Bhullar case: SC asks him about victims' human rights | delhi | Hindustan Times
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Bhullar case: SC asks him about victims' human rights

Death row convict Davinder Pal Singh Bhullar on Wednesday faced peculiar questions from the Supreme Court over human rights of those who died during terrorist attacks.

delhi Updated: Nov 10, 2011 00:05 IST
HT Correspondent

Death row convict Davinder Pal Singh Bhullar on Wednesday faced peculiar questions from the Supreme Court over human rights of those who died during terrorist attacks.

Bhullar had moved the SC challenging rejection of his mercy petition by the President eight years after he had filed it. He had claimed rejection of his plea after a long delay amounted to violation of his human rights.

A bench of Justice GS Singhvi and Justice S J Mukhopadhya put forth the questions to Bhullar’s counsel, senior advocate KTS Tulsi and said: "We have forgotten those who died during the Parliament attack. We always forget. But, has anybody tried to carry out a research on the psyche of such victims of crime?"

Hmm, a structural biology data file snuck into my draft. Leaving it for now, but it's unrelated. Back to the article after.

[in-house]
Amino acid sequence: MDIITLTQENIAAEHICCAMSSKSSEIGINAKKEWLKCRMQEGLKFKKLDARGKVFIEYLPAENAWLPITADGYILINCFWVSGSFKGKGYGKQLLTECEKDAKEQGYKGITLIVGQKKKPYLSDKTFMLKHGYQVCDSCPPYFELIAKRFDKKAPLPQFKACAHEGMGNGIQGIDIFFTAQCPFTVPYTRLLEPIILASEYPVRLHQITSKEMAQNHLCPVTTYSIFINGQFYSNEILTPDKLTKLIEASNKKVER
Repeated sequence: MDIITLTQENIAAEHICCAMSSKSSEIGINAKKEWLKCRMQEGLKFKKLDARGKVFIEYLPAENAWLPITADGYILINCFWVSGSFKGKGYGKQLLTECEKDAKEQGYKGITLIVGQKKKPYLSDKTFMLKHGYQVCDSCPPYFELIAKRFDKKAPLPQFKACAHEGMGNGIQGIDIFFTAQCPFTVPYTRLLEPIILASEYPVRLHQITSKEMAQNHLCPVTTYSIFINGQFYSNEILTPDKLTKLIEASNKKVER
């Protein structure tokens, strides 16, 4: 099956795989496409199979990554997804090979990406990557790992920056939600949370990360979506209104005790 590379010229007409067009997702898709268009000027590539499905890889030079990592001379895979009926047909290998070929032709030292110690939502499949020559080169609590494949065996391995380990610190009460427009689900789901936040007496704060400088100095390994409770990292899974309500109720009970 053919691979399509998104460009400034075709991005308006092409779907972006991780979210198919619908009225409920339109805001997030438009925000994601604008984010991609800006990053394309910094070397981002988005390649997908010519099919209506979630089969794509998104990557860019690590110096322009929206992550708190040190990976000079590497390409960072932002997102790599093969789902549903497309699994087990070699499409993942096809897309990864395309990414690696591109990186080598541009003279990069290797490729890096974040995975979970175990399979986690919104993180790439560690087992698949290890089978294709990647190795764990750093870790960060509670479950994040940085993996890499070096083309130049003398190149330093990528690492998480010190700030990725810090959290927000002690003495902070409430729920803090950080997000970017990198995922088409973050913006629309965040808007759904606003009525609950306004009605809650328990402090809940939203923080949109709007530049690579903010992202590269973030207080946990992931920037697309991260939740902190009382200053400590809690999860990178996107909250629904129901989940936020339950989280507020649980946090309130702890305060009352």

As Tulsi argued Bhullar’s petition, explaining the delay was a "dehumanising factor," the court observed: "Even in this case (against Bhullar) nine persons were killed. Has anybody tried to find out what is the psyche of the victims? They hadn't committed any crime. What about their human rights? Many of them were innocent victims." The bench also wondered why nobody debated on the human rights violation of farmers who committed suicide or of those who died of hunger and homelessness.

Bhullar is facing death sentence for his role in the September 10, 1993 bomb blast in Delhi, which killed nine people. Tulsi contended the delay had turned Bhullar into a mental wreck. He added the government woke up eventually and dismissed his client's mercy petition after Bhullar moved the SC seeking framing of guidelines on the issue.

The bench said the judgments referred to by the senior counsel in support of Bhullar's case were delivered prior to terrorist attacks. The court would hear the matter further on November 15.